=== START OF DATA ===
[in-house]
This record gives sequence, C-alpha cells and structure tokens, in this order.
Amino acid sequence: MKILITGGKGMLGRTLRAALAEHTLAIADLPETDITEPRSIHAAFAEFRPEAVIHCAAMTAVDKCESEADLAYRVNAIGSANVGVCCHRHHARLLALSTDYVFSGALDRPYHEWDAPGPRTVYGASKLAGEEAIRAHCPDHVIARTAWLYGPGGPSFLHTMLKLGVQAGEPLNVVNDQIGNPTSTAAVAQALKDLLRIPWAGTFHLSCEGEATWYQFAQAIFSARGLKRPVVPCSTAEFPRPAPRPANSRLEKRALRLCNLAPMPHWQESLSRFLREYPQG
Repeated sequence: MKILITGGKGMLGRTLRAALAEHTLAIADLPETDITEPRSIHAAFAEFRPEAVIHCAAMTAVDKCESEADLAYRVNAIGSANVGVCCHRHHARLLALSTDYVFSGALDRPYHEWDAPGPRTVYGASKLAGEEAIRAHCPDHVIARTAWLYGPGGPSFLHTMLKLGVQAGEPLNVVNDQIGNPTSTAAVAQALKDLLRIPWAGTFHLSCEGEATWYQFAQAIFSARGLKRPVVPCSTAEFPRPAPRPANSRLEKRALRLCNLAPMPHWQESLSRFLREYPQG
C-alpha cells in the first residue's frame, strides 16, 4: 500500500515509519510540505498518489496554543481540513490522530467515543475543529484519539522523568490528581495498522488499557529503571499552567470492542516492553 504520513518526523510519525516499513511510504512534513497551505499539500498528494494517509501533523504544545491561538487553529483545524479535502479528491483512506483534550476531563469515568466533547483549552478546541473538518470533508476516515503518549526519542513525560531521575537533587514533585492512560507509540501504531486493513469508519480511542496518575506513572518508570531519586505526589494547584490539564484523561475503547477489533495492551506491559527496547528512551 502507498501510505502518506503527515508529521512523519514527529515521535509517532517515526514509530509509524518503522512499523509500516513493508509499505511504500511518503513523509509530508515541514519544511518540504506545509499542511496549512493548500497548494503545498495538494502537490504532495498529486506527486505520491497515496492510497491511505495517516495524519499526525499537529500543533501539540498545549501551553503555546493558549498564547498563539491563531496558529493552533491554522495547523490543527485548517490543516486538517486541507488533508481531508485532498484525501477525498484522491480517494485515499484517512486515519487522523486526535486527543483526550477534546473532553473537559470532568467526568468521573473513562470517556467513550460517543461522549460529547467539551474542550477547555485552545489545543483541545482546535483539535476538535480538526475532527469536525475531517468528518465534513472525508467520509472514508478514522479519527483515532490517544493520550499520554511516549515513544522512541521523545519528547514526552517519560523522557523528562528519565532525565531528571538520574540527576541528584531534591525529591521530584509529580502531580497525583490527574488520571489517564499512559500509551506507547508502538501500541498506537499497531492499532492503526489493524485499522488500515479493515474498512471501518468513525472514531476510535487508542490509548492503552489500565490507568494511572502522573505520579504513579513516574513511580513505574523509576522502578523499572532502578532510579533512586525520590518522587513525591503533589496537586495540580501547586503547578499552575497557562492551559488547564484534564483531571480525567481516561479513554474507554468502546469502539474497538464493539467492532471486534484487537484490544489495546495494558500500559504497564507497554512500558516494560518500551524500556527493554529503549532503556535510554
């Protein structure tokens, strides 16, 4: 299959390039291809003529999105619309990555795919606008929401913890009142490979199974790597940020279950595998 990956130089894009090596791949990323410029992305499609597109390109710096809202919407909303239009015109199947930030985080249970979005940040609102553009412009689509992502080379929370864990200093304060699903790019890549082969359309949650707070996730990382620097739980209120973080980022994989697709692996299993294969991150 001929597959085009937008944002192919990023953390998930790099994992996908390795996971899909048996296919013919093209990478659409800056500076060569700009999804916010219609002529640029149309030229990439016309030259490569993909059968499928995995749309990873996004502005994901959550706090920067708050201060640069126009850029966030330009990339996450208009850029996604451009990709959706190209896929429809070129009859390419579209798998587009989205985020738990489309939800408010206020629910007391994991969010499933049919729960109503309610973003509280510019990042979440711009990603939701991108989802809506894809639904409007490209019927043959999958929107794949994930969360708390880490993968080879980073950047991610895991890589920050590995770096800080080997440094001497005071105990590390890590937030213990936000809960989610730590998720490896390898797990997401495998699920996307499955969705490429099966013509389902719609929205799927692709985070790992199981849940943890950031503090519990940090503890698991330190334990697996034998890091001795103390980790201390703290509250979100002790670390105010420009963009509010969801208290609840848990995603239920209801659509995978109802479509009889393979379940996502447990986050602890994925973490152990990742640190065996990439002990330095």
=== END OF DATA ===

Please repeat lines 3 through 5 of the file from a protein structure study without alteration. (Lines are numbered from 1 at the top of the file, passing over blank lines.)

Amino acid sequence: MKILITGGKGMLGRTLRAALAEHTLAIADLPETDITEPRSIHAAFAEFRPEAVIHCAAMTAVDKCESEADLAYRVNAIGSANVGVCCHRHHARLLALSTDYVFSGALDRPYHEWDAPGPRTVYGASKLAGEEAIRAHCPDHVIARTAWLYGPGGPSFLHTMLKLGVQAGEPLNVVNDQIGNPTSTAAVAQALKDLLRIPWAGTFHLSCEGEATWYQFAQAIFSARGLKRPVVPCSTAEFPRPAPRPANSRLEKRALRLCNLAPMPHWQESLSRFLREYPQG
Repeated sequence: MKILITGGKGMLGRTLRAALAEHTLAIADLPETDITEPRSIHAAFAEFRPEAVIHCAAMTAVDKCESEADLAYRVNAIGSANVGVCCHRHHARLLALSTDYVFSGALDRPYHEWDAPGPRTVYGASKLAGEEAIRAHCPDHVIARTAWLYGPGGPSFLHTMLKLGVQAGEPLNVVNDQIGNPTSTAAVAQALKDLLRIPWAGTFHLSCEGEATWYQFAQAIFSARGLKRPVVPCSTAEFPRPAPRPANSRLEKRALRLCNLAPMPHWQESLSRFLREYPQG
C-alpha cells in the first residue's frame, strides 16, 4: 500500500515509519510540505498518489496554543481540513490522530467515543475543529484519539522523568490528581495498522488499557529503571499552567470492542516492553 504520513518526523510519525516499513511510504512534513497551505499539500498528494494517509501533523504544545491561538487553529483545524479535502479528491483512506483534550476531563469515568466533547483549552478546541473538518470533508476516515503518549526519542513525560531521575537533587514533585492512560507509540501504531486493513469508519480511542496518575506513572518508570531519586505526589494547584490539564484523561475503547477489533495492551506491559527496547528512551 502507498501510505502518506503527515508529521512523519514527529515521535509517532517515526514509530509509524518503522512499523509500516513493508509499505511504500511518503513523509509530508515541514519544511518540504506545509499542511496549512493548500497548494503545498495538494502537490504532495498529486506527486505520491497515496492510497491511505495517516495524519499526525499537529500543533501539540498545549501551553503555546493558549498564547498563539491563531496558529493552533491554522495547523490543527485548517490543516486538517486541507488533508481531508485532498484525501477525498484522491480517494485515499484517512486515519487522523486526535486527543483526550477534546473532553473537559470532568467526568468521573473513562470517556467513550460517543461522549460529547467539551474542550477547555485552545489545543483541545482546535483539535476538535480538526475532527469536525475531517468528518465534513472525508467520509472514508478514522479519527483515532490517544493520550499520554511516549515513544522512541521523545519528547514526552517519560523522557523528562528519565532525565531528571538520574540527576541528584531534591525529591521530584509529580502531580497525583490527574488520571489517564499512559500509551506507547508502538501500541498506537499497531492499532492503526489493524485499522488500515479493515474498512471501518468513525472514531476510535487508542490509548492503552489500565490507568494511572502522573505520579504513579513516574513511580513505574523509576522502578523499572532502578532510579533512586525520590518522587513525591503533589496537586495540580501547586503547578499552575497557562492551559488547564484534564483531571480525567481516561479513554474507554468502546469502539474497538464493539467492532471486534484487537484490544489495546495494558500500559504497564507497554512500558516494560518500551524500556527493554529503549532503556535510554